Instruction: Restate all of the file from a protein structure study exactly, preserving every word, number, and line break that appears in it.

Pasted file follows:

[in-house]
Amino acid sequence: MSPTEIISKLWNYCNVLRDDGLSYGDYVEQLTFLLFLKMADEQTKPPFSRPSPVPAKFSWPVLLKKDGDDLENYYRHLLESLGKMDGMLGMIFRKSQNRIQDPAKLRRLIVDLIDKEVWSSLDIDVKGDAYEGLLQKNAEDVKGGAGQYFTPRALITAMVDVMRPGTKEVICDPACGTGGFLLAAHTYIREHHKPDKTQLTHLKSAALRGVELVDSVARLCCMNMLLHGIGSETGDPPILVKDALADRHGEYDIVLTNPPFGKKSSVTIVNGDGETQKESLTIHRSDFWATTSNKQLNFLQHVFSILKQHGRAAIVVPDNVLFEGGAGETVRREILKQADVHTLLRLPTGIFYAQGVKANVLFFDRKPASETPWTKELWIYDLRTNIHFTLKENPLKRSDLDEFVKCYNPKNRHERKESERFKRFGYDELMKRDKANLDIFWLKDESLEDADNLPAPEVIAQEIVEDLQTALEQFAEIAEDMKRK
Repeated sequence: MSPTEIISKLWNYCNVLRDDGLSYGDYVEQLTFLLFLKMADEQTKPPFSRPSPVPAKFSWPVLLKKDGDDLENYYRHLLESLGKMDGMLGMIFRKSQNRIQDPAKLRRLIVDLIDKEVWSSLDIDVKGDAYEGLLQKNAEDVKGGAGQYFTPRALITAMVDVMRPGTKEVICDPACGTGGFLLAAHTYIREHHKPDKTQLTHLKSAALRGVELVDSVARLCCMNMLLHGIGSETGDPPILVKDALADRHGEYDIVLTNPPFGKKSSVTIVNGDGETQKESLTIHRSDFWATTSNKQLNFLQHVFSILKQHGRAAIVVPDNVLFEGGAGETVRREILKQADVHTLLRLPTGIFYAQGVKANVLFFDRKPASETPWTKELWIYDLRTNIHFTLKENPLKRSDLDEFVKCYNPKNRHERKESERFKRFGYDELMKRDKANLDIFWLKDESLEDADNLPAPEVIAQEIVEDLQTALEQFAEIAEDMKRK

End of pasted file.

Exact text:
[in-house]
Amino acid sequence: MSPTEIISKLWNYCNVLRDDGLSYGDYVEQLTFLLFLKMADEQTKPPFSRPSPVPAKFSWPVLLKKDGDDLENYYRHLLESLGKMDGMLGMIFRKSQNRIQDPAKLRRLIVDLIDKEVWSSLDIDVKGDAYEGLLQKNAEDVKGGAGQYFTPRALITAMVDVMRPGTKEVICDPACGTGGFLLAAHTYIREHHKPDKTQLTHLKSAALRGVELVDSVARLCCMNMLLHGIGSETGDPPILVKDALADRHGEYDIVLTNPPFGKKSSVTIVNGDGETQKESLTIHRSDFWATTSNKQLNFLQHVFSILKQHGRAAIVVPDNVLFEGGAGETVRREILKQADVHTLLRLPTGIFYAQGVKANVLFFDRKPASETPWTKELWIYDLRTNIHFTLKENPLKRSDLDEFVKCYNPKNRHERKESERFKRFGYDELMKRDKANLDIFWLKDESLEDADNLPAPEVIAQEIVEDLQTALEQFAEIAEDMKRK
Repeated sequence: MSPTEIISKLWNYCNVLRDDGLSYGDYVEQLTFLLFLKMADEQTKPPFSRPSPVPAKFSWPVLLKKDGDDLENYYRHLLESLGKMDGMLGMIFRKSQNRIQDPAKLRRLIVDLIDKEVWSSLDIDVKGDAYEGLLQKNAEDVKGGAGQYFTPRALITAMVDVMRPGTKEVICDPACGTGGFLLAAHTYIREHHKPDKTQLTHLKSAALRGVELVDSVARLCCMNMLLHGIGSETGDPPILVKDALADRHGEYDIVLTNPPFGKKSSVTIVNGDGETQKESLTIHRSDFWATTSNKQLNFLQHVFSILKQHGRAAIVVPDNVLFEGGAGETVRREILKQADVHTLLRLPTGIFYAQGVKANVLFFDRKPASETPWTKELWIYDLRTNIHFTLKENPLKRSDLDEFVKCYNPKNRHERKESERFKRFGYDELMKRDKANLDIFWLKDESLEDADNLPAPEVIAQEIVEDLQTALEQFAEIAEDMKRK